A vet assistant works alongside the veterinarian and helps out around the clinic. In some cases, they may assist vets in surgery or restrain struggling animals during tests or lab work. The everyday duties of a veterinary assistant include; monitoring and caring for animals after surgery, keeping medical records, cleaning animals' teeth, feeding and bathing them, cleaning cages, sterilizing surgical equipment, giving animals medication, collecting samples for testing and performing laboratory tests, and offering grief counseling to pet owners.
It's a good idea to bring your pet to the vet regularly. This way, he or she becomes familiar and comfortable with the care providers, and you can stay on top of your pet's preventative care. If the animal is small enough, bring it to the office in a carrier. Just as you visit the doctor for a yearly check up, you should bring in your pet for regular check ups as well. During a routine veterinary visit, the vet will probably begin by asking you if there have been any changes in your pet's behavior or habits.
The vet will then take your pet's vitals, like weight, temperature, pulse and respiration rate, and perform a physical examination of the pet. During a physical exam, the vet checks the abdomen for swollen organs, and the legs, feet and joints for any potential problems. Depending on the age, breed or condition of your pet, your veterinarian may also check the eyes, ears and mouth.
When your vet conducts a full body examination, he or she will check out your pet's coat and skin, noting any hair loss, itchy spots or lumps. Keep note of your animal's shedding habits so you can let the vet know if anything seems abnormal. The vet will check for parasites, fleas, ticks, mites and heartworms as well.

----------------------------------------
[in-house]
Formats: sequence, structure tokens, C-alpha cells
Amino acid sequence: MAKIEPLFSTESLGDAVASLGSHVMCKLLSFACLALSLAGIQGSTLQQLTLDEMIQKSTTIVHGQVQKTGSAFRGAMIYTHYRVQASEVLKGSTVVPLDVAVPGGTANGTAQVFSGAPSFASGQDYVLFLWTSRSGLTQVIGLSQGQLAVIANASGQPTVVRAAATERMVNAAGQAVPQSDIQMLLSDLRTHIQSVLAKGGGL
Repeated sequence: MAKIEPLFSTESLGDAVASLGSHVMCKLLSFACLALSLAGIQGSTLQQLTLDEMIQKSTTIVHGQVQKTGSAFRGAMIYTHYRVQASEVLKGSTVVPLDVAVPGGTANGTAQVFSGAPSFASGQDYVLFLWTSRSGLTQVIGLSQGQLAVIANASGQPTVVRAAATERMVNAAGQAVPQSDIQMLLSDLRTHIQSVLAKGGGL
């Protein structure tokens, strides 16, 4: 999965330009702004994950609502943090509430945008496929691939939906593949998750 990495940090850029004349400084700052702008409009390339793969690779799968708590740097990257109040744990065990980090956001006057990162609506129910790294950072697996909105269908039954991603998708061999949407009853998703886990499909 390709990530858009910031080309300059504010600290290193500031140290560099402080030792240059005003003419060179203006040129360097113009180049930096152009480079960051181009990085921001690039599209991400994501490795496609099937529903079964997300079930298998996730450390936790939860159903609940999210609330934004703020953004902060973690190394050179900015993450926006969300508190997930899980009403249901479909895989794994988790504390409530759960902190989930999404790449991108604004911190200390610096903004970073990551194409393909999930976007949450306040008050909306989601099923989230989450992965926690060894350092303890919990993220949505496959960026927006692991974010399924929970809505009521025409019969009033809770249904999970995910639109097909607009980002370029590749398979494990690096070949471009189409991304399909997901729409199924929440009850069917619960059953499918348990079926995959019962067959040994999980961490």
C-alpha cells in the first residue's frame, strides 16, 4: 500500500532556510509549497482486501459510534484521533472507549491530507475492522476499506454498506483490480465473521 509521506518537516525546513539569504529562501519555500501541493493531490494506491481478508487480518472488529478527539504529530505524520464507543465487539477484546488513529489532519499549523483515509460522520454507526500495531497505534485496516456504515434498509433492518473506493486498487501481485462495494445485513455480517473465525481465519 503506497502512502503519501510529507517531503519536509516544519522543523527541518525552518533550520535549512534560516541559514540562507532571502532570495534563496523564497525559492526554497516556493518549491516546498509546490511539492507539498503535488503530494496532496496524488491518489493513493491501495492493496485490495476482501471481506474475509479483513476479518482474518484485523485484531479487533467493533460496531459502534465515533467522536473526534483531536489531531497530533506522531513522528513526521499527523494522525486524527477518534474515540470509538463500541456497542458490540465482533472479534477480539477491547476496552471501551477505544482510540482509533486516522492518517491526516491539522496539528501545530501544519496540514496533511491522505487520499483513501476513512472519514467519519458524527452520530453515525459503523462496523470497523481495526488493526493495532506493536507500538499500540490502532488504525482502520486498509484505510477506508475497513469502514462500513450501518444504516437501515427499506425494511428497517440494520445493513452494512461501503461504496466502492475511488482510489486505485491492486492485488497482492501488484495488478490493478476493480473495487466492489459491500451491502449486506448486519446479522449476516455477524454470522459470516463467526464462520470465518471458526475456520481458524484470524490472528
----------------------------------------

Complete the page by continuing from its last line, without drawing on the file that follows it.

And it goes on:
Vaccinations are also important to your pet, especially if you have a cat or a dog, and your vet will suggest that you make sure they're current. Keeping up to date with vaccinations can prevent your furry friend from getting distemper, rabies, hepatitis and lyme disease. Some vaccinations last longer than others, so speak to your doctor about staying caught up with your animal's shots.
Just like your own health insurance, you want to make sure your animal is covered before he or she needs veterinary services. Some common animal surgeries can cost thousands of dollars, and you don't want to end up having to foot a surprise bill that costs more than your paycheck.
There's no set price for pet health insurance. Costs can depend on factors such as where you live, the age and breed of your pet, and how much coverage you want. Before you take out a pet insurance policy, you'll want to meet with your vet to go over what he or she thinks your animal should be covered for. Many vets believe that you should make sure cancer, chronic disease, hereditary and congenital disease, and common breed-related medical conditions are all addressed in your policy.
Some pet owners can't afford insurance for their pet, so there are other options to make paying for surprise pet visits as easy as possible. Some pet stores have wellness plans - which tend to be much cheaper than an insurance policy - that offer shots, check ups, screenings and discounts on various procedures your pet may need. A lot of veterinary offices offer payment plans for pricey procedures as well, as long as you have decent credit history. For a last-ditch option, there are even privately funded organizations that offer pet owners financial aid for their pet's treatments.